Getting Support from a Mental Health Professional
by Diane Powell, LCSW
People with idiopathic hypersomnia and related disorders live with the constant challenges of having a chronic condition that is not well known and is poorly understood even by researchers. Every day, there are calculations to be made: How am I feeling? How are my meds working – or not? What do I need to accomplish – what’s realistic? How much can I do before sleep is likely to take over?
Plans and goals may have to change, too: What does the future hold for me? Will my symptoms or the effectiveness of my medications change?
It can be very helpful to have a support network, but many people with hypersomnia report hurtful, dismissive attitudes from family and friends. Managing a relationship and/or raising kids presents more challenges and compromises. Some choose not to tell others about their condition, especially at their place of work, and keeping that secret is likely to be extremely stressful.
With all of these issues to cope with, it’s very understandable that people with hypersomnia, like others with a chronic condition, may sometimes feel depressed and anxious. Stress, frustration, irritability, sadness, and even anger, are not unreasonable reactions. But if these feelings frequently interfere with or prevent your enjoyment of your waking hours, it may be time to think about making an appointment with a psychotherapist.
“If I see a therapist, does that mean I’m crazy?”
I’ve been asked this many times. Usually it’s asked in a half-joking tone, but there’s a lot of anxiety behind the question.
The truth is, all kinds of people come to therapy; many have coped very well with other difficult problems in the past and are quite “normal” (however you choose to define that!). People often decide to talk to a therapist because their usual ways of coping aren’t working well for them anymore.
If you are still wavering, consider this: if there is a way to get more support, find better ways to cope, see your problems differently, or to improve your relationships – all of which are possible in therapy – why wouldn’t you explore that? (Please note that if you are feeling hopeless and having suicidal thoughts, it’s important to reach out for treatment right away: call one of the crisis lines listed HERE for help and referrals.)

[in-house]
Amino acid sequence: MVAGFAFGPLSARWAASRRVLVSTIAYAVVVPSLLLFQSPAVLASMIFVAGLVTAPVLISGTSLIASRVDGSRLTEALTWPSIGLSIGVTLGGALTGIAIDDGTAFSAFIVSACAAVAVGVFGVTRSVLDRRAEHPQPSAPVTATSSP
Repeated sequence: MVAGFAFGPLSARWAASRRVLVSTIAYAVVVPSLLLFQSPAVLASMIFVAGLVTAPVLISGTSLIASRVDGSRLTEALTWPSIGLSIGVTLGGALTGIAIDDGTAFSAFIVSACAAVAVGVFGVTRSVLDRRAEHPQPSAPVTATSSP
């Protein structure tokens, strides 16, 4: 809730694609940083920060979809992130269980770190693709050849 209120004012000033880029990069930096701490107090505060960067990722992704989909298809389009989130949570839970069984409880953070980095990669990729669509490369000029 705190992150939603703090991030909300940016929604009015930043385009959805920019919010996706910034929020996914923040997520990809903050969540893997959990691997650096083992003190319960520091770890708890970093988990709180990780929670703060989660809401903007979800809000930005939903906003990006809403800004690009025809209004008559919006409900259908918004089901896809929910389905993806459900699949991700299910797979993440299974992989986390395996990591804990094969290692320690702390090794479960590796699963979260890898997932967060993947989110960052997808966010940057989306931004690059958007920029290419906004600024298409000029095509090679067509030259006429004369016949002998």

Having a chronic condition is difficult no matter how “strong” you are. Forget “crazy” – think “smart” and take care of yourself.
“How can therapy help me? What can a therapist say to me?
The best answers to these questions come from two people with IH who have spent time in therapy.
“My whole healing began with three actions: admitting anxiety was impacting my life; calling a therapist and actually going to the appointment; and making a personal commitment to rediscover my confidence, courage and grace.”
Another says: “Having now been through CBT* [cognitive behavioral therapy]/meditation for my illness [IH], I feel strongly that all of us humans need this, especially those of us with any chronic disease (or any stressor at all, which is everyone…). These are life/coping skills that should be taught starting in childhood and reinforced at every stage of life.”
There are no guarantees, of course, that one person’s results will be exactly the same as another’s, and doing the work of therapy takes time and effort. But there is also a relief in working with an objective, skilled, and caring professional therapist, knowing that each hour in the therapist’s office is time devoted only to you, in a place where you can speak freely and honestly. A good therapist can help you make real and lasting positive changes.
For further reading:
The Feeling Good Handbook by Dr. David Burns, MD. One of the best and most popular books about cognitive behavioral therapy” (see below).
Full Catastrophe Living: Using the Wisdom of Your Body and Mind to Face Stress, Pain, and Illness, by John Kabat-Zinn. Meditation classes are sometimes based on this book and may be available in your area.
*Cognitive behavioral therapy (CBT) is a form of therapy that is goal-oriented; it involves examining and changing your behavior and patterns of thoughts, with the guidance and coaching of a therapist specially trained in CBT. A number of clinical studies have shown CBT to be effective for many conditions, including depression and anxiety.
Diane Powell is a Licensed Clinical Social Worker who has provided psychotherapy to clients for a wide variety of issues, both in private practice and agency settings. She is currently on the Board of the Hypersomnia Foundation.
January, 2020 Addendum